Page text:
On August 10, a trough of low pressure developed over the Central Atlantic, associated with a low pressure system to its north. Over the next two days, the low center accelerated northeast, leaving the trough in its wake. The trough formed another weak low pressure center on August 12, as it drifted to the west-southwest at around 10 mph. The convection associated with the low remained very disorganized during the day, but the circulation became more well-defined on August 13, despite the center being partially exposed. More shower activity developed developed later that day, and a deepening of the low sparked the formation of Tropical Depression Seven late that night.

Deeper convection appeared overnight, and Seven intensified into Tropical Storm Gert as the cyclone made a turn to the north on August 14. The outflow of the system improved and the circulation assumed a more rounded appearance early on August 15, and rapid strengthening followed as the cyclone approached Bermuda. Gert reached peak intensity of 65 mph winds and a pressure of 1000 mb later that day. During the afternoon, Gert began a turn to the northeast, passing well to the east of Bermuda, and causing only minimal damage. The cyclone then began to accelerate further, and dry air permeated the system, weakening it overnight and into August 16. Gert quickly lost organization, and was an extratropical cyclone by later that day. Since Gert passed well east of Bermuda, no damage was sustained on the island. Additionally, since Gert did not achieve hurricane status, 2011 became the only year on record in which the first seven named storms did not become hurricanes.

Gert near peak intensity east of Bermuda, on which the cyclone had only minimal impacts.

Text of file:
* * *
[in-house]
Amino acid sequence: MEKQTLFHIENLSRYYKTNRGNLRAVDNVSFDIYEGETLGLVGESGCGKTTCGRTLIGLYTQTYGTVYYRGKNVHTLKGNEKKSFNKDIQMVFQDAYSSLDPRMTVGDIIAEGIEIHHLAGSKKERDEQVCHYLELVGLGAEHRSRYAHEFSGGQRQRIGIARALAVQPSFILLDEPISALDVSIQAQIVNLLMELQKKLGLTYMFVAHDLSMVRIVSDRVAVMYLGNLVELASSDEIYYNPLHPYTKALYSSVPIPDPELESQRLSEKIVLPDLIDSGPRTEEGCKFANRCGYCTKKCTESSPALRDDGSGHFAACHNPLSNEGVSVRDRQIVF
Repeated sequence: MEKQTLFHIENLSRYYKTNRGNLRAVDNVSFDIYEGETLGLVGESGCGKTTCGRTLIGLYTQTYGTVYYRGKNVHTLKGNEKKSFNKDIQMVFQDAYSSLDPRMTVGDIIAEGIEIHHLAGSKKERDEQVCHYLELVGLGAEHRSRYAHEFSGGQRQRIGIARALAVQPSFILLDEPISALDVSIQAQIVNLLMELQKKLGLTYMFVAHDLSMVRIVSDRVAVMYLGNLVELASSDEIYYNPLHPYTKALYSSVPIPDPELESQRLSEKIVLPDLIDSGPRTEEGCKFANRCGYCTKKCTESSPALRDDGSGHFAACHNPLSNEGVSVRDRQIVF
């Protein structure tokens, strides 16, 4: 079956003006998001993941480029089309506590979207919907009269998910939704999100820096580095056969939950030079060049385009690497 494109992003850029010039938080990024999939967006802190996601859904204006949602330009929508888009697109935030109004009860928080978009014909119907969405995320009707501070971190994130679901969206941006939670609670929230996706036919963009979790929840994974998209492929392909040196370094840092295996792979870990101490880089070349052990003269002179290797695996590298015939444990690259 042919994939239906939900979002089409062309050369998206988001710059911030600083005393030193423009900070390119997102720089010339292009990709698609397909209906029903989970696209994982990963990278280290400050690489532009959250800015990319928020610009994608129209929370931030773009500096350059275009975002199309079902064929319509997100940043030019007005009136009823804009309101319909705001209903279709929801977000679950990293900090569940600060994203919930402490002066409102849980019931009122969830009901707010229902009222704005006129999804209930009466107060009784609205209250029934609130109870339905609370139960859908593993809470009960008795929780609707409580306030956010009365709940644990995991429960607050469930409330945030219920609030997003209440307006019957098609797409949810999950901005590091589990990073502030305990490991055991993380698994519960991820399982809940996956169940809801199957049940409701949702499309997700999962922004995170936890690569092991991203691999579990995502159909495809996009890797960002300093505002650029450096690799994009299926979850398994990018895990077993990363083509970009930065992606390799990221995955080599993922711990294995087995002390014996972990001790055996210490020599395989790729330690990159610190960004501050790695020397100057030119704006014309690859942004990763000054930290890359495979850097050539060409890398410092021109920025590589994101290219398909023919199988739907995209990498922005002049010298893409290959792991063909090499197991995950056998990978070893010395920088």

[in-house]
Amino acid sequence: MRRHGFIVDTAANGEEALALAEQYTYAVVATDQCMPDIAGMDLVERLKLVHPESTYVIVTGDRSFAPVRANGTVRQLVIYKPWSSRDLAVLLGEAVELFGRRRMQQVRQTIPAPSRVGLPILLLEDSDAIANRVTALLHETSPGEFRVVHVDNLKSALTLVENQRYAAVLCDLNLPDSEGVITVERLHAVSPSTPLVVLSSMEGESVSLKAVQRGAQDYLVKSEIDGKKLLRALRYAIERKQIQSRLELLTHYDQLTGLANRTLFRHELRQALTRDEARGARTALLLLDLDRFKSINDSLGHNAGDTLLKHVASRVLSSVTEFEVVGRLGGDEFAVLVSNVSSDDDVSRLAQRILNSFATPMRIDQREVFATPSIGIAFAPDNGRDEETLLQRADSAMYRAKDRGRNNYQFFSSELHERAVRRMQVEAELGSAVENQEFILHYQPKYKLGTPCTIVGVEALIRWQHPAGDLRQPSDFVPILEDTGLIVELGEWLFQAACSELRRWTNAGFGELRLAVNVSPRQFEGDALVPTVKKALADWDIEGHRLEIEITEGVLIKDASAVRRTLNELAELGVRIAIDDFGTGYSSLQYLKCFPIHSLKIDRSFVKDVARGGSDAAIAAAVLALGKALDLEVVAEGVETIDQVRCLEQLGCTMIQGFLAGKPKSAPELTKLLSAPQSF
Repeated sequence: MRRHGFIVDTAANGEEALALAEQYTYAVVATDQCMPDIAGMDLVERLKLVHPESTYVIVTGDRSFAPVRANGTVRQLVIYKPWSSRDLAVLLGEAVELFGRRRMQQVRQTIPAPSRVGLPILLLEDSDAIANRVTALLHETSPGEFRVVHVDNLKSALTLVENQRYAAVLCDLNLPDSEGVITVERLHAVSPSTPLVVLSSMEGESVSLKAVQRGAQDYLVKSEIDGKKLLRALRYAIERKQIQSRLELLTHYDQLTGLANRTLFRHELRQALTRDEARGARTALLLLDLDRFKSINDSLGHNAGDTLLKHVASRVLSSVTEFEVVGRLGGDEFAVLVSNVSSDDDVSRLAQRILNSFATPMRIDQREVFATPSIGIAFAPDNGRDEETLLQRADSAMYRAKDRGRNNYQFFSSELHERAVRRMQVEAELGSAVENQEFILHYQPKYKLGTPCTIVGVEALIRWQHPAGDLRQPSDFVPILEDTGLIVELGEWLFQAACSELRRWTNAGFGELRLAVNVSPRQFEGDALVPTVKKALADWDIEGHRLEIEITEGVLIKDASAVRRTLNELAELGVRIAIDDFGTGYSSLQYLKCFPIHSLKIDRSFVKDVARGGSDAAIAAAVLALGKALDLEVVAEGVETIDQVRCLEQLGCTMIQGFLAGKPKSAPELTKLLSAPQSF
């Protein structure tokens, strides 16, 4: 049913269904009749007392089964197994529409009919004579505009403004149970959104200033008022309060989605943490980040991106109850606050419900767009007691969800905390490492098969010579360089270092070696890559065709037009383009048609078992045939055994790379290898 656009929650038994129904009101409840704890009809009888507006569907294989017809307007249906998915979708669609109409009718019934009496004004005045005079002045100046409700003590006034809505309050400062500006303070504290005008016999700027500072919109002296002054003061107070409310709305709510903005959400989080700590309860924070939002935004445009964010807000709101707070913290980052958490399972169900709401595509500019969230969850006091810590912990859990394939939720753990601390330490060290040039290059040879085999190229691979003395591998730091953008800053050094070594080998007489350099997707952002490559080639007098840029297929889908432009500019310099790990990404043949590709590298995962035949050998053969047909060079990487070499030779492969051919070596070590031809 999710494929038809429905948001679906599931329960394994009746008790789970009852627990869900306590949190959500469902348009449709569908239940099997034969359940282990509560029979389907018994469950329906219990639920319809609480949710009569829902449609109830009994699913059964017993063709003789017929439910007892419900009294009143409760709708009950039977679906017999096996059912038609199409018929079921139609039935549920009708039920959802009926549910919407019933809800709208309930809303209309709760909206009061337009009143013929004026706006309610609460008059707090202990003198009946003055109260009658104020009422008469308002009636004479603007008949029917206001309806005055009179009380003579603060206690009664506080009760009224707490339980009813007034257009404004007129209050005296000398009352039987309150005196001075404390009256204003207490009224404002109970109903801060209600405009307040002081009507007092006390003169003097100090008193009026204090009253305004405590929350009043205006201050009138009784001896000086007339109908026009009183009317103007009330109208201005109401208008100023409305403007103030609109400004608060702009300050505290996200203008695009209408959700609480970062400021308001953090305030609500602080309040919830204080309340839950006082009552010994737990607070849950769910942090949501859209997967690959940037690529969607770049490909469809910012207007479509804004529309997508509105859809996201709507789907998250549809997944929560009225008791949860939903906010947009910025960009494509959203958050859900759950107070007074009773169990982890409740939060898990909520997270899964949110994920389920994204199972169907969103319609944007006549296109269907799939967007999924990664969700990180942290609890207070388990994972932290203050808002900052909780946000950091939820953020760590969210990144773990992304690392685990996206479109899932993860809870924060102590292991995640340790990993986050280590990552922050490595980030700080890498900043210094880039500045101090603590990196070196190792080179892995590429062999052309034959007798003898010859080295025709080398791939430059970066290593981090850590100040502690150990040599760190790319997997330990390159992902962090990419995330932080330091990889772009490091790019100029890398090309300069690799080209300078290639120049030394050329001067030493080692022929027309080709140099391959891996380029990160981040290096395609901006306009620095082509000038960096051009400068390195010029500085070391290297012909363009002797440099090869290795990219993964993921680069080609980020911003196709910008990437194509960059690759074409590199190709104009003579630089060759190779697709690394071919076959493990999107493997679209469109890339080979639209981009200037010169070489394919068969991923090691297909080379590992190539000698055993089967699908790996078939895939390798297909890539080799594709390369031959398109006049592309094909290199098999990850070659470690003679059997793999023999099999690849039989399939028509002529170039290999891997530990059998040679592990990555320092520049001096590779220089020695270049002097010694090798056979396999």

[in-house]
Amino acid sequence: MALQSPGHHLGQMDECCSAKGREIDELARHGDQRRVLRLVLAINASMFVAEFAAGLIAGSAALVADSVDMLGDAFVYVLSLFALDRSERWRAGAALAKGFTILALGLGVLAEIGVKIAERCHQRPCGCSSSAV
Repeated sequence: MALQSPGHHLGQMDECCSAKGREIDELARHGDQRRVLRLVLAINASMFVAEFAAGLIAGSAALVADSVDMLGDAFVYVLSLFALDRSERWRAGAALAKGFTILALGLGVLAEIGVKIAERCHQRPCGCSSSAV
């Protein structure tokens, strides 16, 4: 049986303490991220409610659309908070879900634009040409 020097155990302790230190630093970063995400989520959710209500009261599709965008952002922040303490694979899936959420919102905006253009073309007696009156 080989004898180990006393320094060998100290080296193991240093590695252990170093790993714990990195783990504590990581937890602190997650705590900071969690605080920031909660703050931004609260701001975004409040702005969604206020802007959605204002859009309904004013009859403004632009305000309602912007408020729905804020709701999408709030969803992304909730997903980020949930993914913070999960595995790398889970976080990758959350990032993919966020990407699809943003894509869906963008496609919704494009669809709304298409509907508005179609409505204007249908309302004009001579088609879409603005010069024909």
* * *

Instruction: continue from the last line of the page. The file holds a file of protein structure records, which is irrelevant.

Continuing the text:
Track of Gert.

Saturday, August 13, 2011

Tropical Storm Franklin (2011)

Storm Active: August 12-14

On August 10, a large trough of low pressure formed over Florida, with shower activity extending both east into the Atlantic, and west into the Gulf of Mexico. This activity moved generally to the northeast and interacted with a front moving off of the east coast. During the morning of August 12, convection concentrated at a low pressure center on the front, but the elongated nature of the frontal low kept it extratropical through the morning. As it accelerated away from land, the low became well-defined, and became disconnected from the front. As a result, Tropical Depression Six formed that afternoon, just north of Bermuda.

The effects on the island were only to the extent of scattered showers and gusty winds, as Six was tracking quickly away to the northeast. By the morning of August 13, the presence of deep convection within the system allowed it to intensify into Tropical Storm Franklin. Through the morning, thunderstorm activity with this tropical storm continued to increase, and outflow improved in all quadrants, despite increasing shear. Following this increase in organization, Franklin reached its peak intensity of 45 mph winds and a central pressure of 1004 mb during the day. However, Franklin was quickly approaching colder waters, and rapid weakening ensued that evening. By the following morning, Franklin had become extratropical. The remnant low of Franklin tracked east, and was quickly absorbed. The cyclone affected no land.

Tropical Storm Franklin over the open waters of the northwest Atlantic.

Track of Franklin.